University of Chicago - Irving B. Harris Graduate School of Public Policy Studies; Higher School of Economics; Centre for Economic Policy Research (CEPR)
In a federal state with weak political institutions, constituent units might protect their enterprises from enforcement of federal taxes. The effectiveness of such protection depends on the ability of local politicians to extract rents from enterprises. They can do so when local monopolies can be effectively sustained and electoral competition is weak. To analyze effects of political decentralization in a country with powerful regional industries, we build a simple general-equilibrium model where local politicians' electoral positions are levels of competition in the regional market, heterogenous firms provide campaign finance and compete in the labor market, and voters care about their wages, but could be influenced by campaign spending.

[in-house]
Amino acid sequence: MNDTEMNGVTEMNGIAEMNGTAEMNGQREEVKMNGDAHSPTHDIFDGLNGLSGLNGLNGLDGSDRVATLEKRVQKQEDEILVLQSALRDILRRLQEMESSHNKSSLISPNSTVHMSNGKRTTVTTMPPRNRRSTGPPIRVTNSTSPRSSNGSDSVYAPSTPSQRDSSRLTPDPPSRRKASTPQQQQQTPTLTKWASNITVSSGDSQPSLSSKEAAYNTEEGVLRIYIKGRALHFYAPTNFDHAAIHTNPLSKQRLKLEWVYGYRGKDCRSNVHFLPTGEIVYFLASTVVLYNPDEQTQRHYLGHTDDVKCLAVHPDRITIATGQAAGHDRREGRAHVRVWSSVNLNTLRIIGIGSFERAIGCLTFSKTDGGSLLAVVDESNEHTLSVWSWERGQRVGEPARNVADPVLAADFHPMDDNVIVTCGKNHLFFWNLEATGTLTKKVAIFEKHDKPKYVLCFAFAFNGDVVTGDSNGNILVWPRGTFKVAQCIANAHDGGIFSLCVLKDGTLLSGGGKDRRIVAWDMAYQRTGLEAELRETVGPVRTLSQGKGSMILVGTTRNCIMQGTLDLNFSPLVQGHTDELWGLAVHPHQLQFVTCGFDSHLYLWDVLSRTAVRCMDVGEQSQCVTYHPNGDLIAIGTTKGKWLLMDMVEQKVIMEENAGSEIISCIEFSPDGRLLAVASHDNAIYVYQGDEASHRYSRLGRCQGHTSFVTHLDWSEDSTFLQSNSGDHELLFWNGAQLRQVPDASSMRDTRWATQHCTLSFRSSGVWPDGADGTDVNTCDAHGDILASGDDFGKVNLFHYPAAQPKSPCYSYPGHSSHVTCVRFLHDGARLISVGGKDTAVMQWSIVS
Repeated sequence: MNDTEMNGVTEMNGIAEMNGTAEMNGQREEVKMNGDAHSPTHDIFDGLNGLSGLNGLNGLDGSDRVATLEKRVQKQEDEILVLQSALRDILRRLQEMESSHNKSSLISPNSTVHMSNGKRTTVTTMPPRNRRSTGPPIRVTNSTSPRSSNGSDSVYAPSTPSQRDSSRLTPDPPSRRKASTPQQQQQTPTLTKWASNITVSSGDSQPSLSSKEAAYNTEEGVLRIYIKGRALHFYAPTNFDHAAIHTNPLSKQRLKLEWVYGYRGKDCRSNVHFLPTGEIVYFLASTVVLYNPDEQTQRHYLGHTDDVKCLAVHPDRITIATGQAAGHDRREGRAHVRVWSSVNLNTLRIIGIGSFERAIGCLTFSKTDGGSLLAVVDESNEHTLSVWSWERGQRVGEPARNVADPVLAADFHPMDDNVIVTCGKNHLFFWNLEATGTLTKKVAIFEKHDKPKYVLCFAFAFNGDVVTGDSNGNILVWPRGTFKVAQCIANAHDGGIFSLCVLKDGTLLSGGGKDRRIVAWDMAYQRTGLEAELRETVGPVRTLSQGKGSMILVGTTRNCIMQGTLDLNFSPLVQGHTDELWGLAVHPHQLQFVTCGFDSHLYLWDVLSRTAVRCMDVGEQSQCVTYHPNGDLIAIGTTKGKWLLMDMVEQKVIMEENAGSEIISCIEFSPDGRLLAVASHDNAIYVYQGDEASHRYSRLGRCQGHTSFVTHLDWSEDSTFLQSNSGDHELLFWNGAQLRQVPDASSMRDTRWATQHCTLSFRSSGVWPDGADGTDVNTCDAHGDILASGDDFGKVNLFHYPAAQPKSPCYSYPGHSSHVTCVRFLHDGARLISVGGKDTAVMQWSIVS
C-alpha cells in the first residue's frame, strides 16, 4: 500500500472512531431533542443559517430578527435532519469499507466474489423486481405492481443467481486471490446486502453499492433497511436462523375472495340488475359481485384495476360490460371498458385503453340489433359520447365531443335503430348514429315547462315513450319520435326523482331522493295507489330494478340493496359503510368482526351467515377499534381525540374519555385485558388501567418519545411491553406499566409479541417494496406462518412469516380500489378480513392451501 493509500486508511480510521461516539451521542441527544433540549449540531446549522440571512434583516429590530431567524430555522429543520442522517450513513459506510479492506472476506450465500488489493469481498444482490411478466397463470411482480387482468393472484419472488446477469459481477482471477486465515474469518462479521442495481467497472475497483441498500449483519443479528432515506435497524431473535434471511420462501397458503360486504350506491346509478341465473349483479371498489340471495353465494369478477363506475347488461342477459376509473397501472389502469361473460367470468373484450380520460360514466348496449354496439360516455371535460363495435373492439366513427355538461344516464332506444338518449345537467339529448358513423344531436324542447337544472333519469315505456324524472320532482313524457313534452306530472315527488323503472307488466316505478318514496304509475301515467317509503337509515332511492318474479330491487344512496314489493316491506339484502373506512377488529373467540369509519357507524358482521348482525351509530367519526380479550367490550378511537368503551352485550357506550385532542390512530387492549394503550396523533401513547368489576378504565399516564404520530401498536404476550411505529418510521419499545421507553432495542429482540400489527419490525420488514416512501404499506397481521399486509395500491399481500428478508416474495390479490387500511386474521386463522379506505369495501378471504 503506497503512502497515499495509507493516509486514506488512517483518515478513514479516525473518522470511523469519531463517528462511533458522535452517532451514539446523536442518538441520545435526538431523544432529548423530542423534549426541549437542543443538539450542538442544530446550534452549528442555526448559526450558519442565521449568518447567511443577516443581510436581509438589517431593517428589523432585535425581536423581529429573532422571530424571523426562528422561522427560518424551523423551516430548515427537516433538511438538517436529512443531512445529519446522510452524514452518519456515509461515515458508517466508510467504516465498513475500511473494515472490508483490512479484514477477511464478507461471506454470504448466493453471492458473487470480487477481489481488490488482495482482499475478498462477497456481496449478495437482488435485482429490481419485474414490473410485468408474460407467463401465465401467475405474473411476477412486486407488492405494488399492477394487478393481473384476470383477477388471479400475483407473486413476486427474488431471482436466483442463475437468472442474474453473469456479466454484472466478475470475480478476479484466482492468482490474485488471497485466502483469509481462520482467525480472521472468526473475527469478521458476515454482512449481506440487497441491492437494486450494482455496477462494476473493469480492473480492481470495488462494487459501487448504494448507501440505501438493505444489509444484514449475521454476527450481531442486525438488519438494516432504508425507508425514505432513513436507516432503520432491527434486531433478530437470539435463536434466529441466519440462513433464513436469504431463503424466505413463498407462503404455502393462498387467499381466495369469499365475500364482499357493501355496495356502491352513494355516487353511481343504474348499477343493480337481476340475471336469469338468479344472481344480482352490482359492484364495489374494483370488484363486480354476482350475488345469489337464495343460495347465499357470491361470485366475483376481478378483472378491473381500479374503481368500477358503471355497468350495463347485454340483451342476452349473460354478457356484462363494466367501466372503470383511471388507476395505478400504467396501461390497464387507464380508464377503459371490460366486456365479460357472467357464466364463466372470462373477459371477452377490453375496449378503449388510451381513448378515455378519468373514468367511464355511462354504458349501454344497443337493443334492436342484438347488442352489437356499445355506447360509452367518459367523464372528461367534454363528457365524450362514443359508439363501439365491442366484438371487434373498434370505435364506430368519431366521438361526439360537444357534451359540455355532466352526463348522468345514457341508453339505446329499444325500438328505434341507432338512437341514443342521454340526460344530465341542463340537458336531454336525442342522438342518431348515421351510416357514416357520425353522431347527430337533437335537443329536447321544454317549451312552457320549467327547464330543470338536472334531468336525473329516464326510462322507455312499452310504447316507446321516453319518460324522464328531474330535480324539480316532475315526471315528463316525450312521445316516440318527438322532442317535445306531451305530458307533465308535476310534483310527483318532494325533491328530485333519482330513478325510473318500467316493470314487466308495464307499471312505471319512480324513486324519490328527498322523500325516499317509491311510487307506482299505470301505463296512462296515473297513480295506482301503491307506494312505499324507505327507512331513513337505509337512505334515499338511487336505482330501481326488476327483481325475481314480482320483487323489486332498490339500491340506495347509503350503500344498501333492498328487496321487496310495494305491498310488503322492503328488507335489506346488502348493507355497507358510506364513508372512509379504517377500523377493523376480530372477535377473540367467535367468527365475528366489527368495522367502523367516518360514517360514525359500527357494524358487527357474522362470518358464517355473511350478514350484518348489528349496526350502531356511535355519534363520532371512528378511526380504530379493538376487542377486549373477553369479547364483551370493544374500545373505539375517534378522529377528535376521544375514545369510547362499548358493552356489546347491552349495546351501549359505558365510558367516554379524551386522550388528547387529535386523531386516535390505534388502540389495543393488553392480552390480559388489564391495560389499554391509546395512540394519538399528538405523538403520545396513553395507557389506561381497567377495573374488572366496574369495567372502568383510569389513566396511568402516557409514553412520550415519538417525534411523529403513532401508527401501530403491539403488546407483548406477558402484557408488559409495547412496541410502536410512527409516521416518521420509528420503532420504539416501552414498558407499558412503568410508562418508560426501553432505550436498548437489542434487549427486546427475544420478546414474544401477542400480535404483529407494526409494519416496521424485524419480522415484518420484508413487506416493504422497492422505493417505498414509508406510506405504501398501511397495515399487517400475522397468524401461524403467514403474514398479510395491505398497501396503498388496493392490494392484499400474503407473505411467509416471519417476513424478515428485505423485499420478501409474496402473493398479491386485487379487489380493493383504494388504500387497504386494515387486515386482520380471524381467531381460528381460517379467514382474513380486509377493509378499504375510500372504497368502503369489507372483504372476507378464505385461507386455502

Number of Pages in PDF File: 26
Keywords: Federalism, Positive Political Economics, Transition, Development
JEL Classification: P2, P3, H77
Date posted: June 1, 2003